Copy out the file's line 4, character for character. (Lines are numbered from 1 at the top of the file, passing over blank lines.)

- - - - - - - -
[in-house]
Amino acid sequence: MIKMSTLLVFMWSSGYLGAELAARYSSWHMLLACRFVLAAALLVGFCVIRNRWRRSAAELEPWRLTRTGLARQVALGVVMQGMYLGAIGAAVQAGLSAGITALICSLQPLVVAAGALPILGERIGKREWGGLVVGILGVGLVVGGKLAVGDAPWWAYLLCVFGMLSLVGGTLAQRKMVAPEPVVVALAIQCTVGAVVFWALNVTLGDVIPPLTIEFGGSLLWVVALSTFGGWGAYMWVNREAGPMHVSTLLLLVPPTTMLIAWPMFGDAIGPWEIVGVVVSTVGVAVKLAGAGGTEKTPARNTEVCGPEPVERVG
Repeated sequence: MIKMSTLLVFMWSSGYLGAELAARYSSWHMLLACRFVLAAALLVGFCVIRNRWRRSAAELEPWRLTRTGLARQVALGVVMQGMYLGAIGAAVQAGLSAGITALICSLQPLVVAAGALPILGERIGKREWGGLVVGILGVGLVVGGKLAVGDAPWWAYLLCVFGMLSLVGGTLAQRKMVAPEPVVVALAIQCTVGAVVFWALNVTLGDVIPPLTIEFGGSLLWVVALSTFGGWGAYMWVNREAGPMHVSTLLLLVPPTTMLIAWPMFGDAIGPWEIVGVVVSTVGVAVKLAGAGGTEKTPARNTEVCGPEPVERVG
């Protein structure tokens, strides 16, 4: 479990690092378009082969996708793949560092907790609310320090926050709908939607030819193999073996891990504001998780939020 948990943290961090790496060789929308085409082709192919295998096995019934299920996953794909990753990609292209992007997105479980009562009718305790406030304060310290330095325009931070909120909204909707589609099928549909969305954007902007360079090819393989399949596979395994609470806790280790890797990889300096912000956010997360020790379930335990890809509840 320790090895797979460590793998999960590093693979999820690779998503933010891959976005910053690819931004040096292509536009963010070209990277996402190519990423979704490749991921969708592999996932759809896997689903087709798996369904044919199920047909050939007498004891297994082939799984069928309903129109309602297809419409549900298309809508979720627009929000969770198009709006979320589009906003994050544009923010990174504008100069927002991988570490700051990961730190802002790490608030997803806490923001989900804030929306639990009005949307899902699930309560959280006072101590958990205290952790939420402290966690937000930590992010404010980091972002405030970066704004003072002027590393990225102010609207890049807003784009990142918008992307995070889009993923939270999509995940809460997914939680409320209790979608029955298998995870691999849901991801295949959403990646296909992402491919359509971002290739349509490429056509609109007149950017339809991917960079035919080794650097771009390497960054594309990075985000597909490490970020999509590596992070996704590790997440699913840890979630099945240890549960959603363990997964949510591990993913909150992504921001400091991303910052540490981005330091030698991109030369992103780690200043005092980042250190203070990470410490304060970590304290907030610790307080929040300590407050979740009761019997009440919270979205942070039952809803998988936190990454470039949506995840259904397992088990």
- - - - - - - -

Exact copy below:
């Protein structure tokens, strides 16, 4: 479990690092378009082969996708793949560092907790609310320090926050709908939607030819193999073996891990504001998780939020 948990943290961090790496060789929308085409082709192919295998096995019934299920996953794909990753990609292209992007997105479980009562009718305790406030304060310290330095325009931070909120909204909707589609099928549909969305954007902007360079090819393989399949596979395994609470806790280790890797990889300096912000956010997360020790379930335990890809509840 320790090895797979460590793998999960590093693979999820690779998503933010891959976005910053690819931004040096292509536009963010070209990277996402190519990423979704490749991921969708592999996932759809896997689903087709798996369904044919199920047909050939007498004891297994082939799984069928309903129109309602297809419409549900298309809508979720627009929000969770198009709006979320589009906003994050544009923010990174504008100069927002991988570490700051990961730190802002790490608030997803806490923001989900804030929306639990009005949307899902699930309560959280006072101590958990205290952790939420402290966690937000930590992010404010980091972002405030970066704004003072002027590393990225102010609207890049807003784009990142918008992307995070889009993923939270999509995940809460997914939680409320209790979608029955298998995870691999849901991801295949959403990646296909992402491919359509971002290739349509490429056509609109007149950017339809991917960079035919080794650097771009390497960054594309990075985000597909490490970020999509590596992070996704590790997440699913840890979630099945240890549960959603363990997964949510591990993913909150992504921001400091991303910052540490981005330091030698991109030369992103780690200043005092980042250190203070990470410490304060970590304290907030610790307080929040300590407050979740009761019997009440919270979205942070039952809803998988936190990454470039949506995840259904397992088990």